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Patient-Centered Care

From the National Academy of Medicine’s 2001 Crossing the Quality Chasm report to the more recent Delivering High-Quality Cancer Care: Charting a New Course for a System in Crisis, patient-centered care is recognized as integral to high-quality care.1,2  Defined as “care that is respectful of and responsive to individual patient preferences, needs, and values and ensuring that patient values guide all clinical decisions,” patient-centered care delivery strives to treat the “whole” patient throughout the cancer care continuum.3  The importance of placing the patient at the center of care processes is reflected by the American College of Surgeons Commission on Cancer, Cancer Program Standards: Ensuring Patient-Centered Care.4 Today many cancer programs continue to expand patient access to a variety of psychosocial and supportive care services. In this section, find ACCC programs, tools, articles, and a curated hub of supportive care resources to help.

1Institute of Medicine. Crossing the Quality Chasm: A New Health System for the 21st Century. 2001.
2Institute of Medicine. Delivering High-Quality Cancer Care: Charting a New Course for a System in Crisis. 2013.
3Institute of Medicine. Cancer Care for the Whole Patient: Meeting Psychosocial Health Needs. 2008.
4American College of Surgeons Commission on Cancer. Cancer Program Standards: Ensuring Patient-Centered Care. 2016.  

Featured Programs

Supportive Care Resources Hub

The Supportive Care Resources Hub offers a host of curated resources for providers in the areas of psychosocial distress screening, survivorship care planning, patient navigation, palliative care, and communication. 
Learn More

ACCCBuzz Blog Posts

From Oncology Issues

  • Views: The Breast Cancer School for Patients
    John Williams, MD
    Most healthcare facilities provide information online and offer handouts to patients at their facilities. I suggest that cancer programs, professional organizations, and physicians should pivot toward “teaching” patients how to obtain quality, cutting-edge care in their own communities. Specifically, our profession should engage patients with sophisticated video-based patient education. That is why I created the Breast Cancer School for Patients.
  •  Providing Psycho-Education to Combat Fatigue
    By Shannon Morton, LMSW, MA; Alison Snow, PhD; Anthony H. Bui, MS3; and Manjeet Chadha, MD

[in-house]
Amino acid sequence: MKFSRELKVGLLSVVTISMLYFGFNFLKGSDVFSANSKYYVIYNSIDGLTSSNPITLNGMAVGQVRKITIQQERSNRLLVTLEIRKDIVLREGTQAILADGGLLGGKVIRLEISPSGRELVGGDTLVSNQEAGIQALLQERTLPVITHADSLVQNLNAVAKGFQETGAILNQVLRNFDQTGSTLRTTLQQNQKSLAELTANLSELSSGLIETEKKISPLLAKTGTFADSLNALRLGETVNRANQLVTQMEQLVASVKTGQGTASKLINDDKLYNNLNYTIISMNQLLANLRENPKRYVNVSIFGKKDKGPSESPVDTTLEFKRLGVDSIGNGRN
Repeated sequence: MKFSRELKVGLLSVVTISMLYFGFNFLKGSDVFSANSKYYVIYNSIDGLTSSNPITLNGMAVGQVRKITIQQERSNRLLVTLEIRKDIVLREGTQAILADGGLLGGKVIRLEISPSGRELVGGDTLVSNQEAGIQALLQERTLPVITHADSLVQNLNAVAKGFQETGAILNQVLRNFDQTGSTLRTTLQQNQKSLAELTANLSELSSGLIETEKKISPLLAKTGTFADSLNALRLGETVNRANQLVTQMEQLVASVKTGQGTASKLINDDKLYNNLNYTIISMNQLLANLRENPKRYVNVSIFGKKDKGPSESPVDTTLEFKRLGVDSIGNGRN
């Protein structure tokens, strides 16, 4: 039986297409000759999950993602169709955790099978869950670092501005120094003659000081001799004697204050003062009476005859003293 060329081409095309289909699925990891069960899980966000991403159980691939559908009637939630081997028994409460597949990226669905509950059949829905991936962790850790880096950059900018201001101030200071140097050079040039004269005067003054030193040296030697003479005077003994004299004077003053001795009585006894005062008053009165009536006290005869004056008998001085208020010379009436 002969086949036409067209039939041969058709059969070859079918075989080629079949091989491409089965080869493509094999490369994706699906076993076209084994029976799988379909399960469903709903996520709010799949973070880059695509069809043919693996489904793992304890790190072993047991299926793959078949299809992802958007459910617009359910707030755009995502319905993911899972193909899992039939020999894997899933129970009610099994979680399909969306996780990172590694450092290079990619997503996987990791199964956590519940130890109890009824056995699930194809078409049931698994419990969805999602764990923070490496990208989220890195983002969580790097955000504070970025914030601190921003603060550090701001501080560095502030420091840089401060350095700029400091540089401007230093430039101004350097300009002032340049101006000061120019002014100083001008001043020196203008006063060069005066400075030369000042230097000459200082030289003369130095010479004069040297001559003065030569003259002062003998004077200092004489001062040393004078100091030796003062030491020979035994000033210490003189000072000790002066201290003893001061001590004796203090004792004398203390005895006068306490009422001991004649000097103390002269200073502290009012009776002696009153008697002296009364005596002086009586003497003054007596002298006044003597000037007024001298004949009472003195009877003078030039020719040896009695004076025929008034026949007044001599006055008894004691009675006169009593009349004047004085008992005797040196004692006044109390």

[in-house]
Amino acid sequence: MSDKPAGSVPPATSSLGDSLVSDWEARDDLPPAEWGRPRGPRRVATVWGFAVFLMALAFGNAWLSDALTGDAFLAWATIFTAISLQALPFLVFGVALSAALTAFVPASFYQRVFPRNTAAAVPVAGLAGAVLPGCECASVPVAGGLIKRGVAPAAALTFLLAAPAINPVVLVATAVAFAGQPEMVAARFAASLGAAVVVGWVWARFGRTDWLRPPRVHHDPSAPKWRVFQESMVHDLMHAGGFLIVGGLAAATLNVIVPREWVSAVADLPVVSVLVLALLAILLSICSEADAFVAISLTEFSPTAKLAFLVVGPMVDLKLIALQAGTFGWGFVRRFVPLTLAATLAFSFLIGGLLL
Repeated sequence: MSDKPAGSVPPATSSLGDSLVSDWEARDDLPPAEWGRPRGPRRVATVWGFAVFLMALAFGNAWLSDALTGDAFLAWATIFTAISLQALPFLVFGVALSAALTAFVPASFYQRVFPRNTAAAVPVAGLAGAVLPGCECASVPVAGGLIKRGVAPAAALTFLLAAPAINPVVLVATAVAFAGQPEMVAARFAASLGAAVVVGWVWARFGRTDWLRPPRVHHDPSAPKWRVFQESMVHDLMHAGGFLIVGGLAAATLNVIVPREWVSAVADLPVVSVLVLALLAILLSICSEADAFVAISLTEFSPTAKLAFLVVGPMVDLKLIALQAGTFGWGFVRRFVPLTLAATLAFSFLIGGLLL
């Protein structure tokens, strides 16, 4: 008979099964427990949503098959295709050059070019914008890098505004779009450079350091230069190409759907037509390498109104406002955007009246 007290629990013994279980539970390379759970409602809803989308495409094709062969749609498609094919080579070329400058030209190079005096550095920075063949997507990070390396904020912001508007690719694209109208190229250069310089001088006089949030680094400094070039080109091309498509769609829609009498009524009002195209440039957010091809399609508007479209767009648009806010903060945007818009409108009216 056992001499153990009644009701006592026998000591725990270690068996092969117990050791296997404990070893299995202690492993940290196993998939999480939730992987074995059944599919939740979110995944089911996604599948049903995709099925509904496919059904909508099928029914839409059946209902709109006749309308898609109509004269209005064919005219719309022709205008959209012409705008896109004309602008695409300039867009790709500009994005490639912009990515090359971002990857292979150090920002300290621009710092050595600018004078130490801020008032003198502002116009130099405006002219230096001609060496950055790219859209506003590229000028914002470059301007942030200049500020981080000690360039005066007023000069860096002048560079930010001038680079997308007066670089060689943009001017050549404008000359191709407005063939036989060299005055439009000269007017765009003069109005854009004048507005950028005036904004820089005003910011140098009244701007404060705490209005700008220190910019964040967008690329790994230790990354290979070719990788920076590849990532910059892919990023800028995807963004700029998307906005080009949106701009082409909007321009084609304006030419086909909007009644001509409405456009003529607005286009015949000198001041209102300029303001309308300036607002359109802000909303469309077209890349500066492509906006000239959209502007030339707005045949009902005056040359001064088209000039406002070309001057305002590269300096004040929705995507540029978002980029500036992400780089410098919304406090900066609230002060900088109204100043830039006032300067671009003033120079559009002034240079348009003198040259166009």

Exercise has been demonstrated to alleviate the effects of cancer-related fatigue, but patients with cancer may not understand the true scope of its benefits. Mount Sinai Downtown Cancer Centers created a quality improvement (QI) initiative to provide psycho-education on exercise during initial radiation treatments and throughout treatments.
  •  Views: Finding Meaning in a Parent's Cancer Diagnosis
    By Brie Bernhardt, MSW, LSW
    Though most cancer support resources focus almost exclusively on the cancer patient, teenagers experiencing cancer secondhand through the diagnosis of a parent or loved one have largely been left out of the conversation.
  •  Safe Essential Oil Practice in Cancer Centers
    By Tisha Throne Jones, MSW, and Debra Reis, MSN, RN, CNP
    Because of symptom burden, it is not surprising that many survivors turn to complementary and alternative medicine therapies to help manage the symptoms and gain a sense of control over their own health. With the growing use of complementary and alternative medicine, safe practices must be part of the expanding enthusiasm; essential oils are substances that can have harmful effects if not used safely.
  •  Improving Fertility Preservation Discussions for Adolescent and Young Adult Male Oncology Patients
    Jacqueline N. Casillas; Roy L. Kao; Joshua Macadangdang; Emma Lidington; Melody S. Hsu; Hilary Gan; Gavin D. Roach; Shivani Upadhyay; Neha G. Vaghasia; Joanna J. Gell; Elizabeth A. Van Dyne; Ning Li; Grace Sund; Theodore B. Moore
    Fertility preservation is an increasing concern for adolescent and young adult (AYA) patients with cancer. However, not all newly diagnosed males discuss fertility preservation with a healthcare provider before treatment. This quality improvement project describes the oncofertility program development that was part of a larger goal to develop an AYA oncology program at our institution, the University of California Los Angeles (UCLA) Mattel Children’s Hospital.